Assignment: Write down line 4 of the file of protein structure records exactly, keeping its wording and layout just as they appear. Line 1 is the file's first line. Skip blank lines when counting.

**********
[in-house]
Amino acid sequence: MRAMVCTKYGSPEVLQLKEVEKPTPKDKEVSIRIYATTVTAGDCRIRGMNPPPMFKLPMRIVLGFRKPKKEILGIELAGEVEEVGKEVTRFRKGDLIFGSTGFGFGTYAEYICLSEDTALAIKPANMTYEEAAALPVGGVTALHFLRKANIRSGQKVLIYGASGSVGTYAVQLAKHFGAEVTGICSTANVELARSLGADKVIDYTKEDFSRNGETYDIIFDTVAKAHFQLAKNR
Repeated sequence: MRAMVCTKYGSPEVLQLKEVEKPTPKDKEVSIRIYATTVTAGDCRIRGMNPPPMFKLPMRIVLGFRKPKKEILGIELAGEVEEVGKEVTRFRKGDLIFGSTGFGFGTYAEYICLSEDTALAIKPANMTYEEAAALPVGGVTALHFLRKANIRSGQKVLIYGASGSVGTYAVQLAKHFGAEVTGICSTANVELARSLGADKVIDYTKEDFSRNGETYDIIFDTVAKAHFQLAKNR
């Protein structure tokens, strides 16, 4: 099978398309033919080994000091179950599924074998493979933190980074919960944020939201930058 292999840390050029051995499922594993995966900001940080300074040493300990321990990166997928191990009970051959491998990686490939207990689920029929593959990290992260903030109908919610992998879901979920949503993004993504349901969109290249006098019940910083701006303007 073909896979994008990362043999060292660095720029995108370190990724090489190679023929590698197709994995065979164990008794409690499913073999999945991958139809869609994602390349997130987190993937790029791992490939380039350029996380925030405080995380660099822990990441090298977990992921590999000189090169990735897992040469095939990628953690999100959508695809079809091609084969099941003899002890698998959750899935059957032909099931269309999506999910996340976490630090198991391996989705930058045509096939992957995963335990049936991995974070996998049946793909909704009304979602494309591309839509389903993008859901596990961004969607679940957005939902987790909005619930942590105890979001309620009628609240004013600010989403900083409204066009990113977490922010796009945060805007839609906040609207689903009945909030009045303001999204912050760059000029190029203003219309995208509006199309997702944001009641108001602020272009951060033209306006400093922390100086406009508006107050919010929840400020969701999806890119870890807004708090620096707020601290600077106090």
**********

């Protein structure tokens, strides 16, 4: 099978398309033919080994000091179950599924074998493979933190980074919960944020939201930058 292999840390050029051995499922594993995966900001940080300074040493300990321990990166997928191990009970051959491998990686490939207990689920029929593959990290992260903030109908919610992998879901979920949503993004993504349901969109290249006098019940910083701006303007 073909896979994008990362043999060292660095720029995108370190990724090489190679023929590698197709994995065979164990008794409690499913073999999945991958139809869609994602390349997130987190993937790029791992490939380039350029996380925030405080995380660099822990990441090298977990992921590999000189090169990735897992040469095939990628953690999100959508695809079809091609084969099941003899002890698998959750899935059957032909099931269309999506999910996340976490630090198991391996989705930058045509096939992957995963335990049936991995974070996998049946793909909704009304979602494309591309839509389903993008859901596990961004969607679940957005939902987790909005619930942590105890979001309620009628609240004013600010989403900083409204066009990113977490922010796009945060805007839609906040609207689903009945909030009045303001999204912050760059000029190029203003219309995208509006199309997702944001009641108001602020272009951060033209306006400093922390100086406009508006107050919010929840400020969701999806890119870890807004708090620096707020601290600077106090």